Making It Work

Hi all,

I had to get a post in before too late.  So, is anyone actually reading this?  I’m auditioning for a Christmas singing group in the area.  The special appointment with Goode Time Productions didn’t work out.  I’ll also be auditioning for a murder mystery theatre company.  Many years ago I tried to become part of the Eddie May Murder Mysteries troupe.  I auditioned and the lady accepted me as an understudy, but after rehearsing with them for a month or so, I found out that she had no room for the understudies.  I only found out after I had e-mailed her when I came to the rehearsal space and no one was there.  So this had better not end up like that.  I have received no callbacks from the Equity theatres.  I got a special local artist ticket deal for Boeing Boeing at the Phoenix Theatre.

I want to be considered a proper professional but according to the head of one acting studio that I had submitted to as an instructor, I have never acted professionally.  She said her other people are 10-yr+ industry veterans.  I have acted for money, that’s professional.  Pardon my non-union status, I’m trying to do something about it.  I applied to a local community theatre to be an instructor today and I hope to hear back soon.  The nice man on the phone invited me to audition for their season, but being community theatre, they don’t pay.  Before you say that that is no problem, I have to tell you that I didn’t go to London nor am on in a docudrama on Netflix so I can act with the plumber next door.  There’s a difference between extensively-trained people going for a career and people who do it as a hobby.  I want to work with people who can increase my skills to the next level, not lower them.  As the late Bob Fraser said, professional, high-quality projects don’t involve actors working for free.  (My little movie technically doesn’t count with that guideline.)  This theatre has won a lot of awards but I need union, paying professional work.  I’m not settling for much less.  I don’t mind doing commercials and industrials that pay.  Those are often not under a union contract, but a great deal of people see commercials so that would be awesome.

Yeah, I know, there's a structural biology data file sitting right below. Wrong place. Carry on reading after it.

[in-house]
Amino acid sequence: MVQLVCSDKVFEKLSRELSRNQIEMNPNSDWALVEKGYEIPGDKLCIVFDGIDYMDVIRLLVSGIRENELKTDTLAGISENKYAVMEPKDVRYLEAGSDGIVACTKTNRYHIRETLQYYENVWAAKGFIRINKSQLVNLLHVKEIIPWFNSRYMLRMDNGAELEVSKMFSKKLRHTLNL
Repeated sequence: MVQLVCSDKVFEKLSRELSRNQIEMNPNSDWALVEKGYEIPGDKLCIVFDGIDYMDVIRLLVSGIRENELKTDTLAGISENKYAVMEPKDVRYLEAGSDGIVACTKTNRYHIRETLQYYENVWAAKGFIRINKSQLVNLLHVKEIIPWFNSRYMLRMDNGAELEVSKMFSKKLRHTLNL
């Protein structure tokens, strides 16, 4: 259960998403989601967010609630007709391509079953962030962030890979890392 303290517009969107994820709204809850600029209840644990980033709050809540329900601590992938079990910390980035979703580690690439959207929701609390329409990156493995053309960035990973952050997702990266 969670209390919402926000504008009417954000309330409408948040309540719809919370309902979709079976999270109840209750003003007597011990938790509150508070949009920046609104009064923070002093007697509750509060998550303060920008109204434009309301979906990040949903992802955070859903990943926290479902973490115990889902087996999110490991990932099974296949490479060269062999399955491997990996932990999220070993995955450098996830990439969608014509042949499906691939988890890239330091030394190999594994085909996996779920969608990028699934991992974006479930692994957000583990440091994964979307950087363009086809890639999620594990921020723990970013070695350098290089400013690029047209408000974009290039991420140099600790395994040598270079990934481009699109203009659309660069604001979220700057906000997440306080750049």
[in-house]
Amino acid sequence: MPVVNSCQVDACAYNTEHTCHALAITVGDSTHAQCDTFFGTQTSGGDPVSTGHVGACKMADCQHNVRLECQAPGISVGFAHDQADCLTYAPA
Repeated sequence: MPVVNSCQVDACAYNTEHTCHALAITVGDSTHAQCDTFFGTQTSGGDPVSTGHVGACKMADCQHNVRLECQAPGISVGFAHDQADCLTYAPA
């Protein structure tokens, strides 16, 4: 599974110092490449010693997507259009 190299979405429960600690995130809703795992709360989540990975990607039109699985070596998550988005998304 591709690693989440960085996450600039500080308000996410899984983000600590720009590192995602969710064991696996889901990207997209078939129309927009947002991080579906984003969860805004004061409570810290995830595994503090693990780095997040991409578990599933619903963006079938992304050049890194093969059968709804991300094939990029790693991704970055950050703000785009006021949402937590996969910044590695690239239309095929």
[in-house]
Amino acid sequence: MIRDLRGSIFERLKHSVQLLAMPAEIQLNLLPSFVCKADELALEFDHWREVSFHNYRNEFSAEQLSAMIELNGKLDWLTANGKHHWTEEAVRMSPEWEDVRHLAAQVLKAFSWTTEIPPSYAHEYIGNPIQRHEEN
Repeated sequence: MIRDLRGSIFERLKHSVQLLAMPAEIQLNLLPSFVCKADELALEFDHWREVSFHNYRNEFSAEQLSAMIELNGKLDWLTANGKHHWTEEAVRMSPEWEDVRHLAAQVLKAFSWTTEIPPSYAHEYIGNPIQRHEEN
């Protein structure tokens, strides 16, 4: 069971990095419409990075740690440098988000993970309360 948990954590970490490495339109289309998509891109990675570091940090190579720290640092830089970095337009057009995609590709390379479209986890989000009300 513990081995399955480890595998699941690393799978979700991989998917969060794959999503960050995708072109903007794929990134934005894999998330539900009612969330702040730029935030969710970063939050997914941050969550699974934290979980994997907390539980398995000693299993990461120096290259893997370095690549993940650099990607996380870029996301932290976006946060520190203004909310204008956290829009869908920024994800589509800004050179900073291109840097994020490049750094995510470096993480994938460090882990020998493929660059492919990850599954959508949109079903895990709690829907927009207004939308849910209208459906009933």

My commercial/voiceover/teleprompter workshop with Gene Ganssle is great.  I’ve had a lot of fun and read some fun scripts like the one for the “car whisperer” and Mother Nature.  The last session is today.  And I’m working on those monologues for my agent.  The Rebel group acting competition was cancelled, which makes me sad.  They thought they hadn’t planned it right but it sounded fine to me.

Also, a buddy of mine contacted me about a lady he knows that needed someone to sing Ave Maria at the renewal of her wedding vows.  I was so flattered and I happily agreed.  She’s paying me money, which is the way I like it.

I only got a day instructional aide substitute assignment so far from one of my school districts.  Another one of the districts is having an issue with reference forms so they won’t let me sub for them yet.  And I didn’t get into the standardized patient program.  And I thought the interview went so well.

It’s Official!

Hi all,

Here is post number 2 for today.  After hoping and submitting for a good agent, I have been signed!  Deborah Maddox is now my agent.  Her agency is SAG-franchised and she has been in the industry for a long time.  My photographer, Jon Simpson, knows her and thinks she is terrific.  Most projects that come through in Arizona are commercials so she wanted me to get my commercial skills in order.  I will be attending a commercial workshop with her colleague Gene, an industry veteran.  And I will be preparing two film monologues to show her.